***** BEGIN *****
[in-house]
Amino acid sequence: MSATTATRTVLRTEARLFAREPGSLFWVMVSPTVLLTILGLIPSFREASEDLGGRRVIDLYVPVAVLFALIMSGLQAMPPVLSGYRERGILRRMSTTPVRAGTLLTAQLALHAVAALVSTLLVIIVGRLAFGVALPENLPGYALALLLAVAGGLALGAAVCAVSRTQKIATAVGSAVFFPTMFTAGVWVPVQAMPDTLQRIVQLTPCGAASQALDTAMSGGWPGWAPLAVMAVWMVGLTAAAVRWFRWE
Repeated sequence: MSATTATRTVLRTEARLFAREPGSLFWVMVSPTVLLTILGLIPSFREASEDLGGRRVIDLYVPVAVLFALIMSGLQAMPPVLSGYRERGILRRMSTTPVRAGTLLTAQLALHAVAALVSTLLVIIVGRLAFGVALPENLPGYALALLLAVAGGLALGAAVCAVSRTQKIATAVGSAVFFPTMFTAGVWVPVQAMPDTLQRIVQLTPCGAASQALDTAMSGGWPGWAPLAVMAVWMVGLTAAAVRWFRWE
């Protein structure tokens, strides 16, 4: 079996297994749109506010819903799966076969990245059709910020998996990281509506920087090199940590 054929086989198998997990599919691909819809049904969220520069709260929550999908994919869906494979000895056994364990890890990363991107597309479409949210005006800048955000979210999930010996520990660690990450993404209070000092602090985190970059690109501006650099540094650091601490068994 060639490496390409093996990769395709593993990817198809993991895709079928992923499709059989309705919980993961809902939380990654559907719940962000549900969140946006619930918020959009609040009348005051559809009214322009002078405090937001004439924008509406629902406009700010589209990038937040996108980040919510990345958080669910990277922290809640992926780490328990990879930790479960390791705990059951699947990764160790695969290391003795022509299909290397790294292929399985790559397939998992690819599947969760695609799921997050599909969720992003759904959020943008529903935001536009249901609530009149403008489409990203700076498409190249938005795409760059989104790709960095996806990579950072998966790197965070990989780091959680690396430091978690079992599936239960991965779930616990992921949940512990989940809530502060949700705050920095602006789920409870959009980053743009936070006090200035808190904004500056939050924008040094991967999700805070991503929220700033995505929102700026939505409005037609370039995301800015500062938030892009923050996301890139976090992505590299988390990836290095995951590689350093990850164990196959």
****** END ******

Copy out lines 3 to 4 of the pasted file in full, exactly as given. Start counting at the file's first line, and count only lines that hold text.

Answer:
Repeated sequence: MSATTATRTVLRTEARLFAREPGSLFWVMVSPTVLLTILGLIPSFREASEDLGGRRVIDLYVPVAVLFALIMSGLQAMPPVLSGYRERGILRRMSTTPVRAGTLLTAQLALHAVAALVSTLLVIIVGRLAFGVALPENLPGYALALLLAVAGGLALGAAVCAVSRTQKIATAVGSAVFFPTMFTAGVWVPVQAMPDTLQRIVQLTPCGAASQALDTAMSGGWPGWAPLAVMAVWMVGLTAAAVRWFRWE
């Protein structure tokens, strides 16, 4: 079996297994749109506010819903799966076969990245059709910020998996990281509506920087090199940590 054929086989198998997990599919691909819809049904969220520069709260929550999908994919869906494979000895056994364990890890990363991107597309479409949210005006800048955000979210999930010996520990660690990450993404209070000092602090985190970059690109501006650099540094650091601490068994 060639490496390409093996990769395709593993990817198809993991895709079928992923499709059989309705919980993961809902939380990654559907719940962000549900969140946006619930918020959009609040009348005051559809009214322009002078405090937001004439924008509406629902406009700010589209990038937040996108980040919510990345958080669910990277922290809640992926780490328990990879930790479960390791705990059951699947990764160790695969290391003795022509299909290397790294292929399985790559397939998992690819599947969760695609799921997050599909969720992003759904959020943008529903935001536009249901609530009149403008489409990203700076498409190249938005795409760059989104790709960095996806990579950072998966790197965070990989780091959680690396430091978690079992599936239960991965779930616990992921949940512990989940809530502060949700705050920095602006789920409870959009980053743009936070006090200035808190904004500056939050924008040094991967999700805070991503929220700033995505929102700026939505409005037609370039995301800015500062938030892009923050996301890139976090992505590299988390990836290095995951590689350093990850164990196959």